Installing IoT sensors to collect data from field operations is the next step toward achieving efficiency. Though the data can come from a variety of sources — rigs, refineries, even field workers’ headsets — the ability to quickly accumulate and analyze large volumes of information provides organizations with an edge in running their operations. With the addition of advanced analytics techniques, AI and ML, companies are better positioned to maintain field equipment and predict outages.
Transition IT Infrastructure to the Cloud
Leveraging the cloud in lieu of on-premises data centers for hosting IT infrastructure could be another potential cost-saver. Cloud service providers such as Microsoft, IBM, Amazon and Google have the bandwidth and resilience capabilities that most companies can only dream of. Another advantage of moving to the cloud is that an organization’s IT capabilities become easily scalable, allowing for future company growth when the recovery takes hold. Further, a cloud-hosted environment may be more stable than company-hosted infrastructure.
Even downtime has its advantages, and one potential benefit is that it gives an organization a little breathing space to optimize manual or labor-intensive processes. Capabilities such as robotic process automation, AI and ML can greatly help with, and sometimes replace, back-office operations. Additionally, with their predictive and monitoring capabilities, these technologies can be a significant aid in understanding markets and knowing when and how to hedge commodity prices.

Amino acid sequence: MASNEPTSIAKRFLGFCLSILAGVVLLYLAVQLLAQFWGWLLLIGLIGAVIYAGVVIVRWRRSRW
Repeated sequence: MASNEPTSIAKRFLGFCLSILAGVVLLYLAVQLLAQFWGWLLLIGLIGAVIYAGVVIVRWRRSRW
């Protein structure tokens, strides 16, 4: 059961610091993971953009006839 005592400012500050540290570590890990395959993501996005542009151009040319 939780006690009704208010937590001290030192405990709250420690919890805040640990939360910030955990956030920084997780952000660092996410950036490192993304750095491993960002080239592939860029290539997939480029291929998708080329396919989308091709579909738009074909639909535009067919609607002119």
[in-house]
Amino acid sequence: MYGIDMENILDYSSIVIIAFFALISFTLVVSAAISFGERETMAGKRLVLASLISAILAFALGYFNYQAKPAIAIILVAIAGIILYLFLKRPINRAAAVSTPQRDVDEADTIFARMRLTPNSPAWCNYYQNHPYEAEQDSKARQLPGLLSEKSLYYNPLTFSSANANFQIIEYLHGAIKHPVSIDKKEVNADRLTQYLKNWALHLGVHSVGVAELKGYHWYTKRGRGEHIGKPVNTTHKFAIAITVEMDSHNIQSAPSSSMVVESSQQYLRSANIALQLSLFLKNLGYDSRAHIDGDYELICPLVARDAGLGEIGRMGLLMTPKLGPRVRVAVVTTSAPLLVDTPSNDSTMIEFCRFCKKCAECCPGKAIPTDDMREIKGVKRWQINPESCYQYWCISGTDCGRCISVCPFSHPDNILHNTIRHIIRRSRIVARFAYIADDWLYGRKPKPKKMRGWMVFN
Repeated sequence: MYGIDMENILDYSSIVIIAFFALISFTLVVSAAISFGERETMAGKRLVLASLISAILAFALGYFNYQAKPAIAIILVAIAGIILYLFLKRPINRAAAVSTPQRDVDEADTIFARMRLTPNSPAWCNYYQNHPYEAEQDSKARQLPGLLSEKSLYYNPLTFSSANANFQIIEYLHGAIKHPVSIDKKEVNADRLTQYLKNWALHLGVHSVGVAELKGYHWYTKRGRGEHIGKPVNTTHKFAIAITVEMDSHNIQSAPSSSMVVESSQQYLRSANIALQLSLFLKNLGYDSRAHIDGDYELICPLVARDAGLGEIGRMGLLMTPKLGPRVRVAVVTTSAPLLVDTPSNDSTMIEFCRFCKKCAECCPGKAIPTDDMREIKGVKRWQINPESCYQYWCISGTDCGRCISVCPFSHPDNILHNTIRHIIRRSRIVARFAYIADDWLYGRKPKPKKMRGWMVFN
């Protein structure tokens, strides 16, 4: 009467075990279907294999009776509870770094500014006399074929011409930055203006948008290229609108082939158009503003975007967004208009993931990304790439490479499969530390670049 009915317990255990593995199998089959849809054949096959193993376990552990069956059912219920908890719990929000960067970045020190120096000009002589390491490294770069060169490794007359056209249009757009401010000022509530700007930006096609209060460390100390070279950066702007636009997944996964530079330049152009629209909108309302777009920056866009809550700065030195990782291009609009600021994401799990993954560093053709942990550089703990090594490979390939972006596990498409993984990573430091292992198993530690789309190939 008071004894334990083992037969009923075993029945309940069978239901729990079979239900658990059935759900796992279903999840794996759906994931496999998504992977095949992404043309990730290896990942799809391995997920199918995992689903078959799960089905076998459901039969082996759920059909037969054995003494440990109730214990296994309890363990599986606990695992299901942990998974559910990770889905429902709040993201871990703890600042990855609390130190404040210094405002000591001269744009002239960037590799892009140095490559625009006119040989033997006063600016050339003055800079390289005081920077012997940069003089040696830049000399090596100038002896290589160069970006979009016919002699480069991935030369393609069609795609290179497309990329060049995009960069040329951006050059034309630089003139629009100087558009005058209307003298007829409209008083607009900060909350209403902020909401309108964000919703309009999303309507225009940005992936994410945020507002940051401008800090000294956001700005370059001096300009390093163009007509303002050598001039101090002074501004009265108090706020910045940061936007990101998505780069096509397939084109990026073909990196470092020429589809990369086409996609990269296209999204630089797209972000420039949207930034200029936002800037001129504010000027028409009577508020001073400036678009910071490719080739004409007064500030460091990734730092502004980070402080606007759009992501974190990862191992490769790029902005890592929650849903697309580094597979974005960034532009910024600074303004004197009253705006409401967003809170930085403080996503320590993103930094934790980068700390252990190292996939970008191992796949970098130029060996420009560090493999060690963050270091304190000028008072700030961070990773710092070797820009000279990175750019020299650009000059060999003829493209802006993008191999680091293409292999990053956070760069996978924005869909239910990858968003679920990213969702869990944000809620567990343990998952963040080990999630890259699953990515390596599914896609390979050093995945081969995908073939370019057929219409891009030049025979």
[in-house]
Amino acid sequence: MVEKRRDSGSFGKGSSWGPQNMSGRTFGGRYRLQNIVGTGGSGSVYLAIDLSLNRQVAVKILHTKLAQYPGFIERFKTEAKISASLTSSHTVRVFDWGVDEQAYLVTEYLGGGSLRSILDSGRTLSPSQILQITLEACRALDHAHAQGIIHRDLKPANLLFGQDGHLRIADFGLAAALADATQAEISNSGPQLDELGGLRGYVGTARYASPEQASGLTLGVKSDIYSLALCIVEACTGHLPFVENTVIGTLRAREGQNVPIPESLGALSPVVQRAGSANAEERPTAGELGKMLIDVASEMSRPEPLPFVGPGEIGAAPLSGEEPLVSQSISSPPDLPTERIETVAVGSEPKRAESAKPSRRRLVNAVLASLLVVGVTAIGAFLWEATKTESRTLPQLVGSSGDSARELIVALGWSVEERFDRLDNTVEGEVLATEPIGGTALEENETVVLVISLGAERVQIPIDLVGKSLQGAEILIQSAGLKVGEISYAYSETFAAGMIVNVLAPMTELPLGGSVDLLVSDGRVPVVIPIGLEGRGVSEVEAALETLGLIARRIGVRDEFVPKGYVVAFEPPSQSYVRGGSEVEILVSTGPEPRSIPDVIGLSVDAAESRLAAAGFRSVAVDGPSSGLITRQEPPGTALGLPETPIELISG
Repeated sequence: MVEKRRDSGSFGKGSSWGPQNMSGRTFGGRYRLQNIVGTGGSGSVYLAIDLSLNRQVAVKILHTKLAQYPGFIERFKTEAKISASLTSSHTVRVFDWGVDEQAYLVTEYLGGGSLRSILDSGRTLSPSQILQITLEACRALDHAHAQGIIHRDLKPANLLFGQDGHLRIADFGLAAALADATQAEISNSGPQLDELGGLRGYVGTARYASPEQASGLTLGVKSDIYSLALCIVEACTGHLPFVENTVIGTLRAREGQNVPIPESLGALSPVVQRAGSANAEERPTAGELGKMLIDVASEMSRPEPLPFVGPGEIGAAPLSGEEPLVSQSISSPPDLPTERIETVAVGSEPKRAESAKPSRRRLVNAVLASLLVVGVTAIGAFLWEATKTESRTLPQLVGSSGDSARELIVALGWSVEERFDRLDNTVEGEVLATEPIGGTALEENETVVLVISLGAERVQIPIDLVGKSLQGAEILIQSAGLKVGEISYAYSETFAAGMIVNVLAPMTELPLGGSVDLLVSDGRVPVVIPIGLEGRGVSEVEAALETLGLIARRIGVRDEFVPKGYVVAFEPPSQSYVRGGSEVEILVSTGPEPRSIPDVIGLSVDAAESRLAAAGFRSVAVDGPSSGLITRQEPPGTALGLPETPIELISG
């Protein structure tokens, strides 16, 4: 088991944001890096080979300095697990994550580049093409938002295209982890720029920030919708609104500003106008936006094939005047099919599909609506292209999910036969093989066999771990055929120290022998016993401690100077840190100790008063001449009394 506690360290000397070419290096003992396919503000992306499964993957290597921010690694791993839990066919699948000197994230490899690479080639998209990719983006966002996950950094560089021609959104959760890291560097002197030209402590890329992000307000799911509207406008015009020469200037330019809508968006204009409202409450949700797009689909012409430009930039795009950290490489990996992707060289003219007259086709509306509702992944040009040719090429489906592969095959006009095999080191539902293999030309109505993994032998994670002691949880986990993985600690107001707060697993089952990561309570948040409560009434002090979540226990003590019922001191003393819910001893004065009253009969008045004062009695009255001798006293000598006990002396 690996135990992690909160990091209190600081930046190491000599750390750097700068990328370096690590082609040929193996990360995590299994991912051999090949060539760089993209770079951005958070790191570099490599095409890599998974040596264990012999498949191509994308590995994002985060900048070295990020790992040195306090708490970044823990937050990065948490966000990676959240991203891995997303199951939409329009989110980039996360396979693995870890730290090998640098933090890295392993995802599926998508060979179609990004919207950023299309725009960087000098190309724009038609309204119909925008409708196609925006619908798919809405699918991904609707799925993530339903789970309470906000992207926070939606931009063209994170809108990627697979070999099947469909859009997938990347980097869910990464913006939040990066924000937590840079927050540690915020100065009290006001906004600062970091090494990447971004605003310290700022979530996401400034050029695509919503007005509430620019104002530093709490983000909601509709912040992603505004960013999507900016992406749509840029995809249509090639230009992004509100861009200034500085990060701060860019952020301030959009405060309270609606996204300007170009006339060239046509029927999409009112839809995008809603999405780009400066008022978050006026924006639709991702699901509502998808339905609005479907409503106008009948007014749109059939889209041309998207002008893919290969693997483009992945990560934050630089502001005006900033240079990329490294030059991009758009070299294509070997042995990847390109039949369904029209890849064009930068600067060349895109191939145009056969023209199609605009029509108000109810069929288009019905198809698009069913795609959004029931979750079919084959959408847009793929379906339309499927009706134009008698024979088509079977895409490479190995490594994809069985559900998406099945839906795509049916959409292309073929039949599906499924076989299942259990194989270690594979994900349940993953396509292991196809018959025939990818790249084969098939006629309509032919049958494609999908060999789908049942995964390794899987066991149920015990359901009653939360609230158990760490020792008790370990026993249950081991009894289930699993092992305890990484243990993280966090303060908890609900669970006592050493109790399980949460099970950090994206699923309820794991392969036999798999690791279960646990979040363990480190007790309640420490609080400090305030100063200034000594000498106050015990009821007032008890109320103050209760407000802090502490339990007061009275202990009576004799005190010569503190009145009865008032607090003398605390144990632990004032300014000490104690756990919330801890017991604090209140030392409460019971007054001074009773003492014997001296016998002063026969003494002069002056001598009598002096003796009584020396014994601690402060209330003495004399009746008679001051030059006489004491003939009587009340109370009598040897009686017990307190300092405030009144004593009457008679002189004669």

Don’t Ignore Cybersecurity
Recent news reports have indicated that U.S. cybersecurity has become more vulnerable during the pandemic. Moreover, as we noted in an earlier blog, moving to digital provides additional portals for cybercriminals to hack into an organization’s internal systems and applications. With the sudden transition to a remote workforce due to the COVID-19 pandemic, O&G firms should prioritize conducting an external exposure assessment to understand where they have weaknesses from the internet that may have been introduced as a result of expanding remote connectivity to applications and data. (See our first bullet point above regarding useful apps an organization may already have access to but not yet implemented or fully utilized.) Additionally, organizations should dedicate communication efforts to brief staffers working from home about the current trends in cybercriminal phishing techniques, which include a recent increase in frequency of these attacks.
As reported in Forbes in mid-July, the timing and extent of recovery the United States will experience is still anyone’s guess. Given the ongoing market uncertainties, O&G firms are well advised to use every advantage available, particularly leveraging technology and digitalization, to retain their competitive stance, increase efficiencies and reduce costs. And, as always, cybersecurity should remain a top priority. Time invested in protecting IT (and OT) operations could pay back the effort in spades.
For a better understanding of cybersecurity measures, organizations should look into existing tutorials, such as the complimentary Microsoft Security Workshop offered by Protiviti.